PARIS – Researchers with the Japanese anti-virus firm Trend Micro say the campaign of French presidential front-runner Emmanuel Macron has been targeted by Russia-linked hackers, adding more details to previous suggestions that the centrist politician was being singled out for electronic eavesdropping by the Kremlin.
The campaign’s digital chief, Mounir Mahjoubi, confirmed the attempted intrusions in a telephone interview late Monday but said they had all been thwarted.
“It’s serious, but nothing was compromised,” he said.
The French presidential race is not yet over. Macron faces far-right rival Marine Le Pen in France’s presidential runoff on May 7. Macron favors a strong European Union, while Le Pen wants to pull France out of the bloc, weakening it.
Trend Micro said it discovered the campaign by monitoring the creation of rogue, lookalike websites often used by hackers to trick victims into giving up their passwords. The Tokyo-based firm recently detected four Macron-themed fake domains being set up on digital infrastructure used by a group it calls Pawn Storm, according to Trend Micro researcher Feike Hacquebord.
Mahjoubi confirmed that at least one of the sites had recently been used as part of an attempt to steal campaign staffers’ online credentials.
Unmasking which group is behind this or that spying campaign is one of the most challenging aspects of cybersecurity, but Hacquebord said he was confident Trend Micro had gotten it right.
“This is not a 100 percent confirmation, but it’s very, very likely,” Hacquebord said, adding the political nature of the targeting was “really in line with what they’ve been doing in the last two years.”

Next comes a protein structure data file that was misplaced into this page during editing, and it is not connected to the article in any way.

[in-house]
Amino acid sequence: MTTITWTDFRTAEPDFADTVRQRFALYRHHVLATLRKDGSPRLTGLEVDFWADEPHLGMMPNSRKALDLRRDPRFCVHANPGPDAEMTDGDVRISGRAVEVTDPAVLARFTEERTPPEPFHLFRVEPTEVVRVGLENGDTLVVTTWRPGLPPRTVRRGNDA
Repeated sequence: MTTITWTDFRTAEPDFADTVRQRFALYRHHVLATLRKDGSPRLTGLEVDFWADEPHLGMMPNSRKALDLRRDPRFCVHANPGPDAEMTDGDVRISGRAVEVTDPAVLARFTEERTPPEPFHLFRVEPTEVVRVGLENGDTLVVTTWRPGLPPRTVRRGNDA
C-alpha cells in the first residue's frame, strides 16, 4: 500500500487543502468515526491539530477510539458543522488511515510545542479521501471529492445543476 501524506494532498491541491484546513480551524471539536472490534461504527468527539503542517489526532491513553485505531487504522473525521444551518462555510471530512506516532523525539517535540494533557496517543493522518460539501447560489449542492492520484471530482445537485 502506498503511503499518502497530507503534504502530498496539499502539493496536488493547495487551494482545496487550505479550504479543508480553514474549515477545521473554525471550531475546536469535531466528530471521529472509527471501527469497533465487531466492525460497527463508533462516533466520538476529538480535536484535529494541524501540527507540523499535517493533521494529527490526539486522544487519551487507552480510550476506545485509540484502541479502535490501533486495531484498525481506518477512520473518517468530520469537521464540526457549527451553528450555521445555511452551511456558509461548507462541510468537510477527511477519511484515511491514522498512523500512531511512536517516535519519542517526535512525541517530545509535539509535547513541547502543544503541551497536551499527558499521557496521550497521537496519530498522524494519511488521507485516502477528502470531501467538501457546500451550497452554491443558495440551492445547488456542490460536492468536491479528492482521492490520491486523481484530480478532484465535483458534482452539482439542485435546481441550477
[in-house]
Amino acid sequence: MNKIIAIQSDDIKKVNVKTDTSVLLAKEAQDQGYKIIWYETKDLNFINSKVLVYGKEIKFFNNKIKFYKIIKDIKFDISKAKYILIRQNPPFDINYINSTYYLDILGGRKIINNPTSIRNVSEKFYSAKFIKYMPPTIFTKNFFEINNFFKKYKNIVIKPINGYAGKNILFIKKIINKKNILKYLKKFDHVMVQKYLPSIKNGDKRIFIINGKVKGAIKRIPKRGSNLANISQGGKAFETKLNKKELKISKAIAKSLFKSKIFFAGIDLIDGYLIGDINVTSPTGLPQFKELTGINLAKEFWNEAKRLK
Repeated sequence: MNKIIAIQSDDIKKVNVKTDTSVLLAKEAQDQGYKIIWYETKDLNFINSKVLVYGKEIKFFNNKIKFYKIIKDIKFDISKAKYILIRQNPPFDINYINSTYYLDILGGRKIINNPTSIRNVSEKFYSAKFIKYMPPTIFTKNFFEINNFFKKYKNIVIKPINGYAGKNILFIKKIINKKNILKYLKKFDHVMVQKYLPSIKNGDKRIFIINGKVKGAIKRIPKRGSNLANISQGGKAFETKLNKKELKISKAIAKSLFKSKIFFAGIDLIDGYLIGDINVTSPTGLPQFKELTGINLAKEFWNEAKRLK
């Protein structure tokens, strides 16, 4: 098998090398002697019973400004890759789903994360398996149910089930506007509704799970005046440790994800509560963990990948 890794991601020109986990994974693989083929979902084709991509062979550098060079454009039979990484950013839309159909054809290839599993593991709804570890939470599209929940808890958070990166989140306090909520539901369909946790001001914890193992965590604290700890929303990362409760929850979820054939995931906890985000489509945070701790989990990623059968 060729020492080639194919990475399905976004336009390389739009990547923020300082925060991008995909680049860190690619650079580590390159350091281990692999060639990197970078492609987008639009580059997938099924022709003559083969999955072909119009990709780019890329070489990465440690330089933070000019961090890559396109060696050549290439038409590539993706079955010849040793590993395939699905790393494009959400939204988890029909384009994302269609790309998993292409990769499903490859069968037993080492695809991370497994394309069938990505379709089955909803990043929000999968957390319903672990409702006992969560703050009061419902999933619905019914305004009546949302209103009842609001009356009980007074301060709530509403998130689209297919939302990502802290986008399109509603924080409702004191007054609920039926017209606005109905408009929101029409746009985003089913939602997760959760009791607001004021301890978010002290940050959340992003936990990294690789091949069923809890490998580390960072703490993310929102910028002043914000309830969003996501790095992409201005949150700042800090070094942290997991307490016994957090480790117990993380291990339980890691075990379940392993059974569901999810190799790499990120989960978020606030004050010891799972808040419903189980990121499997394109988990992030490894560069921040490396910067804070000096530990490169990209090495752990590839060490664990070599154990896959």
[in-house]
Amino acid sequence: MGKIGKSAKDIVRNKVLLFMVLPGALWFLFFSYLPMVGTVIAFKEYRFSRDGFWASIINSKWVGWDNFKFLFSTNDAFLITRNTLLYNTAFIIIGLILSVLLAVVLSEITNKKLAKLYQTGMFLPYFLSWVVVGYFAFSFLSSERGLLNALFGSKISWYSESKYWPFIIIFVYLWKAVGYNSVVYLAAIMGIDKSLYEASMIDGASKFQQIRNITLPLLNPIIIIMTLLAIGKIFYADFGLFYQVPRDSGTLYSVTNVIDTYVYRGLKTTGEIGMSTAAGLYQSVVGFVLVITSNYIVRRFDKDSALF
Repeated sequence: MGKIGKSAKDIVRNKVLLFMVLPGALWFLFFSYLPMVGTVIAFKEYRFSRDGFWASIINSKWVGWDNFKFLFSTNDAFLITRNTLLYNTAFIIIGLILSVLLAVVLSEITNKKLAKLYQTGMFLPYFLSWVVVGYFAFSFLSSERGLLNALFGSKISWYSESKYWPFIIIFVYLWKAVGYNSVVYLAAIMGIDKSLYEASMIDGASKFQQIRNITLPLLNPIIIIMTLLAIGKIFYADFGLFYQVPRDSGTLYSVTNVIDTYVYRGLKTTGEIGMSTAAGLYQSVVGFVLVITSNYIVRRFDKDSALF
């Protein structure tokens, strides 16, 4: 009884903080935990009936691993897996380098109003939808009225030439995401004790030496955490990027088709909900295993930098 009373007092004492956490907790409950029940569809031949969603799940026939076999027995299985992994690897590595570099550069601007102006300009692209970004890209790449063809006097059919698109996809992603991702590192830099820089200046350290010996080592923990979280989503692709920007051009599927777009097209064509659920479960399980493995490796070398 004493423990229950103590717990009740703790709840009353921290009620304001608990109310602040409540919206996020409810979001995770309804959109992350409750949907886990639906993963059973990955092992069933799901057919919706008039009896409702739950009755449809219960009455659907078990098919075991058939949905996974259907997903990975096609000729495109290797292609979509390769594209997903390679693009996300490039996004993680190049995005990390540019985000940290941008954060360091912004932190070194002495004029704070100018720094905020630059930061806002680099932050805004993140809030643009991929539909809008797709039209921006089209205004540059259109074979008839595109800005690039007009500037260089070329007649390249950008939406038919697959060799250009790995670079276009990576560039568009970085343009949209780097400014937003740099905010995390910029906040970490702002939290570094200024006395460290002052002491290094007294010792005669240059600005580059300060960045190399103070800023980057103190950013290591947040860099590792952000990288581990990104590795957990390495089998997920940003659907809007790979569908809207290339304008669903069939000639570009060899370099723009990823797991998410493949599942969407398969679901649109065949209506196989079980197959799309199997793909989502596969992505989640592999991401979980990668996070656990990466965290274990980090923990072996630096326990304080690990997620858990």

Trend Micro has stopped short of accusing any country of pulling Pawn Storm’s strings, but American spy agencies and a variety of threat intelligence firms say that Pawn Storm, an extraordinarily prolific group also known as Fancy Bear or APT28, of being an arm of Russia’s intelligence apparatus.
French officials have also tended to be more circumspect than their American counterparts, repeatedly declining to tie Pawn Storm to any specific actor.
Russian government officials have long denied claims of state-sanctioned hacking. On Tuesday, Kremlin spokesman Dmitry Peskov dismissed the most recent coverage as “anonymous, unsubstantiated reports.”
A press agency left several messages with the hacker or hackers who registered the rogue Macron websites. None was returned.
Mahjoubi said the attempts to penetrate the Macron campaign date back to December. In February, the campaign complained publicly of being targeted by Russia-linked electronic spying operations, although it offered no proof at the time.
Trend Micro’s report, which was produced independently of the Macron campaign and lists 160 electronic espionage operations across a series of targets, adds a measure of evidence to the notion, even if the fact that the rogue websites were registered in March and April doesn’t line up with the campaign’s timeline.
The French election, the first round of which Macron won Sunday with just over 24 percent of the vote, has been closely watched for signs of digital interference of any kind.
Many observers feared a repeat of the U.S. electoral contest in 2016, when hackers allegedly backed by Moscow broke into the email inboxes of the Democratic National Committee and other political operatives. Pilfered documents subsequently appeared on WikiLeaks and other more mysterious websites, putting the Democrats on the defensive during their losing campaign against Donald Trump.